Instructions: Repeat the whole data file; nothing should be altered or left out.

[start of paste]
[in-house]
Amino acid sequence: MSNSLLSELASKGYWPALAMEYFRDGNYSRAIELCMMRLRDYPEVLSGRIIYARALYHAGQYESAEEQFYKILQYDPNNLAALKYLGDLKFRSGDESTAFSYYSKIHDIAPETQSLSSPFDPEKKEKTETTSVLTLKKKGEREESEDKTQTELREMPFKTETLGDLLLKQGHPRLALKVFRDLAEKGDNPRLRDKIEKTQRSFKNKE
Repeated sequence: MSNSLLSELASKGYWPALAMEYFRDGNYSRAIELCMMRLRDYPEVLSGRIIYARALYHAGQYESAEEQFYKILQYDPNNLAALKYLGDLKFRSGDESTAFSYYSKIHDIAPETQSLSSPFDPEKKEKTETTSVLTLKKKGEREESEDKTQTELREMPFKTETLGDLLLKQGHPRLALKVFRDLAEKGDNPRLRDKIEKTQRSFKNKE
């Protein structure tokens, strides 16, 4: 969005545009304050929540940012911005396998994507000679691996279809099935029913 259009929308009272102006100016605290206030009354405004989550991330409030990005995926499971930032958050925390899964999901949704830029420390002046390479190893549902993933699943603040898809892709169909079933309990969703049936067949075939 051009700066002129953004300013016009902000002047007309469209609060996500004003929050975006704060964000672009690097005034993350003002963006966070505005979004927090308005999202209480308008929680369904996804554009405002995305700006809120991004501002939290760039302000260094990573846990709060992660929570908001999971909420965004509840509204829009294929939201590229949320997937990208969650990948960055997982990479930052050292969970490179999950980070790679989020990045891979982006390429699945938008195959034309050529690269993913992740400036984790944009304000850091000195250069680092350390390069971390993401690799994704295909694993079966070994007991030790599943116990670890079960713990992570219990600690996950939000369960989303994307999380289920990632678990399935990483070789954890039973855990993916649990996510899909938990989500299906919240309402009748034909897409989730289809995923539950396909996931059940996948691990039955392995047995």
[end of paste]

[in-house]
Amino acid sequence: MSNSLLSELASKGYWPALAMEYFRDGNYSRAIELCMMRLRDYPEVLSGRIIYARALYHAGQYESAEEQFYKILQYDPNNLAALKYLGDLKFRSGDESTAFSYYSKIHDIAPETQSLSSPFDPEKKEKTETTSVLTLKKKGEREESEDKTQTELREMPFKTETLGDLLLKQGHPRLALKVFRDLAEKGDNPRLRDKIEKTQRSFKNKE
Repeated sequence: MSNSLLSELASKGYWPALAMEYFRDGNYSRAIELCMMRLRDYPEVLSGRIIYARALYHAGQYESAEEQFYKILQYDPNNLAALKYLGDLKFRSGDESTAFSYYSKIHDIAPETQSLSSPFDPEKKEKTETTSVLTLKKKGEREESEDKTQTELREMPFKTETLGDLLLKQGHPRLALKVFRDLAEKGDNPRLRDKIEKTQRSFKNKE
């Protein structure tokens, strides 16, 4: 969005545009304050929540940012911005396998994507000679691996279809099935029913 259009929308009272102006100016605290206030009354405004989550991330409030990005995926499971930032958050925390899964999901949704830029420390002046390479190893549902993933699943603040898809892709169909079933309990969703049936067949075939 051009700066002129953004300013016009902000002047007309469209609060996500004003929050975006704060964000672009690097005034993350003002963006966070505005979004927090308005999202209480308008929680369904996804554009405002995305700006809120991004501002939290760039302000260094990573846990709060992660929570908001999971909420965004509840509204829009294929939201590229949320997937990208969650990948960055997982990479930052050292969970490179999950980070790679989020990045891979982006390429699945938008195959034309050529690269993913992740400036984790944009304000850091000195250069680092350390390069971390993401690799994704295909694993079966070994007991030790599943116990670890079960713990992570219990600690996950939000369960989303994307999380289920990632678990399935990483070789954890039973855990993916649990996510899909938990989500299906919240309402009748034909897409989730289809995923539950396909996931059940996948691990039955392995047995």